Under a motor vehicle liability insurance policy on a truck obligating the insurer to indemnify the insured against liability to pay damages to others for bodily injury caused by the "use" of the truck, including "unloading thereof," and providing that the "insured" included any person "responsible for the operation of the motor vehicle with the express or implied consent of the named insured," use of the truck in unloading bales of wool from it at the place of business of a consignee thereof was "operation of the motor vehicle," but employees of the consignee who merely stood on the ground and pointed out to the named insured's truck driver on the truck the bales to be delivered and picked them up when he threw them down were not persons "responsible" to the named insured for the operation of the truck, so that they and the consignee were not unnamed insured persons within the coverage of the policy.
BILL IN EQUITY, filed in the Superior Court with a writ of summons and attachment dated March 21, 1955.
The suit was reserved and reported by Lurie, J., without decision.
Bertram A. Sugarman, (Edward J. Barshak with him,) for the plaintiff.
David W. Kelley, for the defendants.
WILLIAMS, J. This is a bill under G. L. c. 231A for a declaratory decree that the plaintiff is an unnamed insured of a motor vehicle liability insurance policy issued by the defendant The Travelers Insurance Company to one Thomas L. Barron under which the plaintiff seeks to be indemnified against liability resulting from an accident on June 9, 1954, to the defendant Alice P. Higgs.
Mrs. Higgs received personal injuries when she was struck by a bale of cashmere wool which was being unloaded from a tractor trailer of Barron's for delivery to the plaintiff at its place of business at 95 Bridge Street, Lowell. She brought an action of tort against Barron, his employee James M. Lowe, and the plaintiff. Travelers provided counsel for Barron and Lowe, and The Century Indemnity Company, which had issued a comprehensive general liability policy to the plaintiff, provided counsel for the plaintiff. At the trial of the action Mrs. Higgs waived a count against Lowe and a count for consequential damages. The jury returned verdicts against both Barron and the plaintiff. Thereafter the case was settled for $12,000, each insurance company paying one half of that amount. They stipulated that the settlement should not affect their rights in the present suit.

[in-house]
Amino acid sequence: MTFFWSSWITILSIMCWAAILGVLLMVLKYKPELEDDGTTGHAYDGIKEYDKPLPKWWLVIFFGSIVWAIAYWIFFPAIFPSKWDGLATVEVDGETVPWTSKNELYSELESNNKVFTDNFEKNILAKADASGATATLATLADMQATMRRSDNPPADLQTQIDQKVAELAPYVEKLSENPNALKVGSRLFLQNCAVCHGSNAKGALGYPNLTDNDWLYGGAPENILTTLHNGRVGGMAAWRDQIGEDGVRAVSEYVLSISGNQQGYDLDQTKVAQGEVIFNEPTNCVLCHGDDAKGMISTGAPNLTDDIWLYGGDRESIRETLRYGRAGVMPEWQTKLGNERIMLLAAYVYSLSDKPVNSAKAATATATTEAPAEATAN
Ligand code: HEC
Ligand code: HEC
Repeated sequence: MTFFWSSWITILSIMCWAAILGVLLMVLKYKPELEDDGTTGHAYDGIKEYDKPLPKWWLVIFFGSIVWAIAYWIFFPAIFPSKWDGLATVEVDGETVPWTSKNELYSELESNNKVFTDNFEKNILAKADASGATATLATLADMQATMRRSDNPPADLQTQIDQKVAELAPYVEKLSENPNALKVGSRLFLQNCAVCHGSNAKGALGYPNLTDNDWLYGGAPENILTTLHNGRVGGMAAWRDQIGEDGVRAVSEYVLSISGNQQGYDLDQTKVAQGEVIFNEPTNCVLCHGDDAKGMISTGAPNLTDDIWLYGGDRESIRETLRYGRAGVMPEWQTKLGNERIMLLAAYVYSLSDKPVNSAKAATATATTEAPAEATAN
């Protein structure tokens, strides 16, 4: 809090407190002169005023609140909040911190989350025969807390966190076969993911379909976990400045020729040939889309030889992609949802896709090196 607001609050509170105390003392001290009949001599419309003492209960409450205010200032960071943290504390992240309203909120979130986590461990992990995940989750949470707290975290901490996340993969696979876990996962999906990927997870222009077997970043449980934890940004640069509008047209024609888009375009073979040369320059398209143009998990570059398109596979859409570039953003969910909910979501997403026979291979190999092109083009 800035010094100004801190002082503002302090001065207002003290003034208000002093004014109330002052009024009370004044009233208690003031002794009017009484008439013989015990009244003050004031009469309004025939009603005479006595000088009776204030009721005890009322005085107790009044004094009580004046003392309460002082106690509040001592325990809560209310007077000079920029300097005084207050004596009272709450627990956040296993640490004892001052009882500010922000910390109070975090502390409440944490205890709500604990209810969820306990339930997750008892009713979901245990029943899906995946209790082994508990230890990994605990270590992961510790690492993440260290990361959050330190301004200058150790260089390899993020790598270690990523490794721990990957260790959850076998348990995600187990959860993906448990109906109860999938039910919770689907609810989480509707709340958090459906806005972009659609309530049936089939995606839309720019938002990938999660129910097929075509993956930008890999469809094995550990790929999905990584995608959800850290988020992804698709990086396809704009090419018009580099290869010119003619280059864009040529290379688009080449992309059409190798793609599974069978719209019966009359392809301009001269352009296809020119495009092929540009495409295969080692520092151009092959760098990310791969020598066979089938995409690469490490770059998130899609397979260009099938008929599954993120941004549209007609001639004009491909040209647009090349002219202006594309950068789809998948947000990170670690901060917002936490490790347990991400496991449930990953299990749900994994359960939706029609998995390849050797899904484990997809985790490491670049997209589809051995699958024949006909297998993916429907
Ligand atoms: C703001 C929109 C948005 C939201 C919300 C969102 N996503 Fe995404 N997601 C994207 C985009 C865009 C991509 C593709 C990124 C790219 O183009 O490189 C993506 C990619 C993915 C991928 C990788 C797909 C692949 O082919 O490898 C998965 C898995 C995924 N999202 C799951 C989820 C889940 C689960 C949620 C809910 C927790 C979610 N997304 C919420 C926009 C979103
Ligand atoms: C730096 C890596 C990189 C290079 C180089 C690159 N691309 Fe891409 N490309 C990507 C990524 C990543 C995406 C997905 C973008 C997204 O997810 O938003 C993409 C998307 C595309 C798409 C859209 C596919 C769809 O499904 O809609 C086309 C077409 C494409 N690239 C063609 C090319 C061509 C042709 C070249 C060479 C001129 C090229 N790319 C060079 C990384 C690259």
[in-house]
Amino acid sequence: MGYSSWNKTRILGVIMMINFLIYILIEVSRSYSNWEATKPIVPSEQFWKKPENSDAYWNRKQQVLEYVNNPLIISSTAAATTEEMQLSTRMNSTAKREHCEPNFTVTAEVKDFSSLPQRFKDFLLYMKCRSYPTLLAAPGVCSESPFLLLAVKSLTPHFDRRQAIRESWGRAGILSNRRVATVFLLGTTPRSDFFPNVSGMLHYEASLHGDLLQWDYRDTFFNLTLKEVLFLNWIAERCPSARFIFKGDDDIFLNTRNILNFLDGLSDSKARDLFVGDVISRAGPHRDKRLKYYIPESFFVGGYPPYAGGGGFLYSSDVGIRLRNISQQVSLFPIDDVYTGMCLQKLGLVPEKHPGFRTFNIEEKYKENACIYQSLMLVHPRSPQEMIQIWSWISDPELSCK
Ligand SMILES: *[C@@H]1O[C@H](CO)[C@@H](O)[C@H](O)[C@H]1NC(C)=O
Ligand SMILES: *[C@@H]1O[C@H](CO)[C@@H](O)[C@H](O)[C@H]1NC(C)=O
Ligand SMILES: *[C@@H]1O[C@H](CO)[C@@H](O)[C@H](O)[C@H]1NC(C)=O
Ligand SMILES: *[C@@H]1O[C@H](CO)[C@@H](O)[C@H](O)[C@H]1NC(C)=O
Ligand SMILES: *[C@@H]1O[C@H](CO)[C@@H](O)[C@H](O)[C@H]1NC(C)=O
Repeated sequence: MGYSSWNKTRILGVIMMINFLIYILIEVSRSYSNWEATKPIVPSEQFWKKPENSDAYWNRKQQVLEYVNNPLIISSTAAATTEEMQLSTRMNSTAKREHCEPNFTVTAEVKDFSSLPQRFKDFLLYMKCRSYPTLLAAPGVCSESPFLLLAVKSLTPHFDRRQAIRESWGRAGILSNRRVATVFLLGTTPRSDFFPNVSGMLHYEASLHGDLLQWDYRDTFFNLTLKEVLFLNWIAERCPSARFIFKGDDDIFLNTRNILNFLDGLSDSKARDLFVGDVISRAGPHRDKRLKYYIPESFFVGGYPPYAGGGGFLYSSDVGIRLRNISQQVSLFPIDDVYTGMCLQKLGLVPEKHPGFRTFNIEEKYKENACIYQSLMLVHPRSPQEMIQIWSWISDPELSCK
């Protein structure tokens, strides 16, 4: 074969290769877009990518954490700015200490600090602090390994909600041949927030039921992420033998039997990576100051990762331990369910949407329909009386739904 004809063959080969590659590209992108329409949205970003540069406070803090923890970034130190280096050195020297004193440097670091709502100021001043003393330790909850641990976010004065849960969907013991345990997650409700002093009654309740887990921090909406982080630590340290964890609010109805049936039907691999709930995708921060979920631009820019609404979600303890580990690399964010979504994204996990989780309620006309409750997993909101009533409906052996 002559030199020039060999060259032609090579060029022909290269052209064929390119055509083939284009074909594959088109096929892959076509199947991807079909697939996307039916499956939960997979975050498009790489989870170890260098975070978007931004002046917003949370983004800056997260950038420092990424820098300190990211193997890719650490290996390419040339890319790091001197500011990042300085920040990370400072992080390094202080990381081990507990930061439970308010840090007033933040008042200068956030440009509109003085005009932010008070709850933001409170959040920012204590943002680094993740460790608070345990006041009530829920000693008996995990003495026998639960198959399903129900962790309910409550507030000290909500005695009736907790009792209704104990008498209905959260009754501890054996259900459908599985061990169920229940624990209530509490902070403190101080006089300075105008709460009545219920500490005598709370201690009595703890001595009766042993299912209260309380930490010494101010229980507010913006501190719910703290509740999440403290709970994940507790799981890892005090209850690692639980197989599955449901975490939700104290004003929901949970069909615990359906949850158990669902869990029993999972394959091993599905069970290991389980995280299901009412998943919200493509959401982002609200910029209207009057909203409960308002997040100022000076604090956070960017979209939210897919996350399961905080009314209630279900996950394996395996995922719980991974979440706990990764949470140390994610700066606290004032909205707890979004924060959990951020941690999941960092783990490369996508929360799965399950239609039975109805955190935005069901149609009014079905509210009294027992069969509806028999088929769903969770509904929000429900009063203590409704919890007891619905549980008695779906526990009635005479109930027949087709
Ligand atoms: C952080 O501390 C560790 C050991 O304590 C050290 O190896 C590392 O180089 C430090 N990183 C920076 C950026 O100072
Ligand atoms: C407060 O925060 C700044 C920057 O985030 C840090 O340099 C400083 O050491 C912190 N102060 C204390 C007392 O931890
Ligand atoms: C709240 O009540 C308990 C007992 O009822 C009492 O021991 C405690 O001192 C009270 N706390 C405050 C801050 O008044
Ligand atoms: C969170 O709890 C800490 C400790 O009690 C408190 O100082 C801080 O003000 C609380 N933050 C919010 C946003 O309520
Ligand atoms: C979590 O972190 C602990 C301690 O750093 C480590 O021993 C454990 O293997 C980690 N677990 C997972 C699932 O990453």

It is agreed that the accident to Mrs. Higgs happened in the manner presented by the evidence in the tort action as herein summarized. "Nichols occupied a portion of a building adjacent to 95 Bridge Street, Lowell. On June 9, 1954, James Lowe, the truck driver for Barron, parked the tractor-trailer unit, of Barron, containing a load of bales of wool and cashmere belonging to Nichols, adjacent to the building occupied in part by Nichols. Lowe was alone on the tractor-trailer, was stationed on top of the wool bags in the trailer for the purpose of pushing or tossing the bags of wool onto the ground where they were to be picked up by employees of Nichols and brought into the building where the wool was to be scoured by a company which had arranged to do that scouring for Nichols. There were four or five employees of Nichols on the ground arranged roughly in the form of a semi-circle around the portion of the truck from which Lowe was to unload the bags of wool. There were three different lots of wool destined for Nichols, and one of the employees of Nichols, who was standing on the ground, directed Lowe as to which lot he wanted tossed down. Lowe located that lot in the trailer portion of the truck. That lot consisted of bags of cashmere wool which
weighed two hundred and eighty-nine pounds per bag. Each bag measured five feet by three feet by three feet. One of the employees of Nichols, who was standing in the semi-circle on the ground, called to Lowe to push the bag over the side. Lowe did so and, while the bag was falling, one or more of the employees of Nichols yelled: `hold it.' The bag struck Mrs. Higgs before it reached the ground. Mrs. Higgs was walking on Bridge Street to get to her place of employment. Bridge Street was used by many persons to reach either their places of employment or other buildings located on the street. There was no warning given to persons using the street either by Lowe or by any of the employees of Nichols, except for the physical presence of the employees of Nichols in the semi-circle around the truck and the presence of the truck itself loaded with bags of wool and with Mr. Lowe standing on top of them. Mrs. Higgs was injured by the bag of wool which landed on her."